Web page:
Mookie Blaylock: From NBA star to drunk murderer

Garland, Texas, native Mookie Blaylock was a standout at the University of Oklahoma. A gritty, ballhawking defender, Blaylock helped the Sooners to a spot in the 1988 NCAA title game.

Born Daron Oshay Blaylock, Mookie eventually played three seasons for the New Jersey Nets, who nabbed him as the 19th pick in the 1989 NBA Draft. An NBA All-Star in 1994, Blaylock was twice the NBA steals leader and twice a member of the NBA’s All-Defensive Team.

Blaylock played three seasons with the Nets. He suited up for the Hawks from 1992 to 1999 and ended his career with the Golden State Warriors in 2002. During his 13-year career, he averaged 13.5 points per game, 6.7 assists, and 2.3 steals.

While the black letter would suggest Blaylock was an above average point guard; a professional who pieced together quality career, the stat sheet didn’t record how many games Blaylock played high. The six-foot point guard smoked weed, sometimes massive quantities, before most games. He also began to develop an alcohol problem during his time in the league, recording a DUI in 1995.

As is the case with so many athletes, when Blaylock retired, with millions safely squirreled away, his substance-abuse issues became more pronounced.

The 1995 DUI grimly foreshadowed an awful theme of Blaylock’s retirement: arrests for driving under the influence. He was arrested six times for DUI from after 2007. At one arrest in 2010, his blood alcohol content was a staggering four-and-a-half times the legal limit. He was so drunk that he got out his car while it was in neutral and it started to roll away. He tried to flee the scene of a 2013 accident after ramming a car in a grocery store parking lot.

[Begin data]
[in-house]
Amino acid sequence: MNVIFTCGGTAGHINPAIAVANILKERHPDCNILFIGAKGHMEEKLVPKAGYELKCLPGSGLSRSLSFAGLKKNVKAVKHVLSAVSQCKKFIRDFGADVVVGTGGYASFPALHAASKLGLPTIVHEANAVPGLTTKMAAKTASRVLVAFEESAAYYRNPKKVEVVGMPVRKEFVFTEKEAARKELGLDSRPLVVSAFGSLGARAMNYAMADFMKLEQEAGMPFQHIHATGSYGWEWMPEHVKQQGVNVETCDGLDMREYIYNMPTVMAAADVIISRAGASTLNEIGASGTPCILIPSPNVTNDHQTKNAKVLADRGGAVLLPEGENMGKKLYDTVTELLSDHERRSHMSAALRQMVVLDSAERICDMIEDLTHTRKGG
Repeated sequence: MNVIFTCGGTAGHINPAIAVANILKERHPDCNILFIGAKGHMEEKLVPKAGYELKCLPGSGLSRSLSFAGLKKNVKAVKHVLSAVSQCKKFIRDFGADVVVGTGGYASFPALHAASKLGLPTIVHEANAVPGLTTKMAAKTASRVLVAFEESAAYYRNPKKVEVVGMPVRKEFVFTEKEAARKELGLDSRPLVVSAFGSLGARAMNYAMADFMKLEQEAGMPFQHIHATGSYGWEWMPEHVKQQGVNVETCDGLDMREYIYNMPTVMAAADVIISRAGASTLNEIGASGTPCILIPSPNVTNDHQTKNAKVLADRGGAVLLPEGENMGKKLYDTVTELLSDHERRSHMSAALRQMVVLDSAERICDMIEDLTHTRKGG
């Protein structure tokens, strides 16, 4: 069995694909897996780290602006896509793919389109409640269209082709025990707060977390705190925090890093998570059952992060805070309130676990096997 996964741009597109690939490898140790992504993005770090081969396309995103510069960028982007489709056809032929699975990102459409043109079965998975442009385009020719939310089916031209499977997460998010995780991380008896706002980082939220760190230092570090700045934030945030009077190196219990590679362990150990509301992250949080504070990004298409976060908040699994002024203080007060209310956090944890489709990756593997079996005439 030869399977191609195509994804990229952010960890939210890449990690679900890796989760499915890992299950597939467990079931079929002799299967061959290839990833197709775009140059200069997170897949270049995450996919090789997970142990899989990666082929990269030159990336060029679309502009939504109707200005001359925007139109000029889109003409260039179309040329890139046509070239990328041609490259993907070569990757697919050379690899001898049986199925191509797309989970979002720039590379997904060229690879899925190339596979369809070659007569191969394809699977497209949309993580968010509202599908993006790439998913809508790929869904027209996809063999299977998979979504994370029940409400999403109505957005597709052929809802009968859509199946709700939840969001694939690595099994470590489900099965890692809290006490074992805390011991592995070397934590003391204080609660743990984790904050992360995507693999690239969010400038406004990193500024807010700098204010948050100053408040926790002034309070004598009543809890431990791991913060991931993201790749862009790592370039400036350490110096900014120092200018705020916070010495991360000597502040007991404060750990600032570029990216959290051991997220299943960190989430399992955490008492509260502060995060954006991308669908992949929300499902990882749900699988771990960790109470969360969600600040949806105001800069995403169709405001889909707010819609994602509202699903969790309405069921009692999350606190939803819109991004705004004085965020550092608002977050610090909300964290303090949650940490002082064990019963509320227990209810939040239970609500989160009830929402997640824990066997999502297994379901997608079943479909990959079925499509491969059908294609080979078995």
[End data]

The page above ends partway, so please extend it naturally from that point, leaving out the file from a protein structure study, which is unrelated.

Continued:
Plainly, the man was out of control, which makes the events of May 31, 2013, even more tragic—for his victim, not for him.

Frank and Monica Murphy driving just south of downtown Atlanta around one in the afternoon. Frank, behind the wheel of the couple’s Chrysler Town & Country minivan, had just started inching the vehicle forward after stopping at a red light.

At that moment, he saw Blaylock’s massive black Cadillac Escalade speeding toward them at a 45-degree angle from the opposite lane. The out of control car was traveling in excess of 50 miles per hour. Murphy was a sitting duck: no momentum to move his car, boxed in, the Escalade bearing down. He couldn’t do a damn thing as Blaylock’s vehicle violently smashed into his, destroying the front end of the helpless driver’s van.

The impact largely spared Frank. Monica wasn’t so lucky. The mother of five was crushed by Blaylock’s Escalade, stuck between her seat and the encroaching dash in an awful sandwich. After hanging on initially, she died of the catastrophic injuries in a hospital a few days later.

This made Mookie Blaylock a killer.

But would he be convicted of vehicular manslaughter? Was he drunk? It turns out, no. He was, however, not permitted to drive. Blaylock had recently quit drinking and was suffering from violent withdrawal seizures. His doctor had ordered him not to drive, and the former point guard had gone so far as signing a document pledging not to do so. His license was also suspended, owing to a 2012 DUI arrest.

So while he wasn’t drunk, his recklessness and dependence on alcohol led directly to an innocent woman’s death. He pleaded guilty to vehicular manslaughter in 2014 and was sentenced to 15 years.

“When we ran his criminal history, one of the first questions we asked was, ‘Why is this man still driving?’” said Tasha Mosley, Solicitor General of Clayton County, Georgia, where the accident took place.

Former NBA star or no, it’s enraging that a man with seven DUIs wasn’t in prison. And when you’ve shown the sort of judgment Blaylock did, suspended licenses or pledges not to drive are paper-thin defenses.

While Blaylock’s downfall is unfortunate, it’s the senseless slaughter of Monica Murphy that is the real tragedy.

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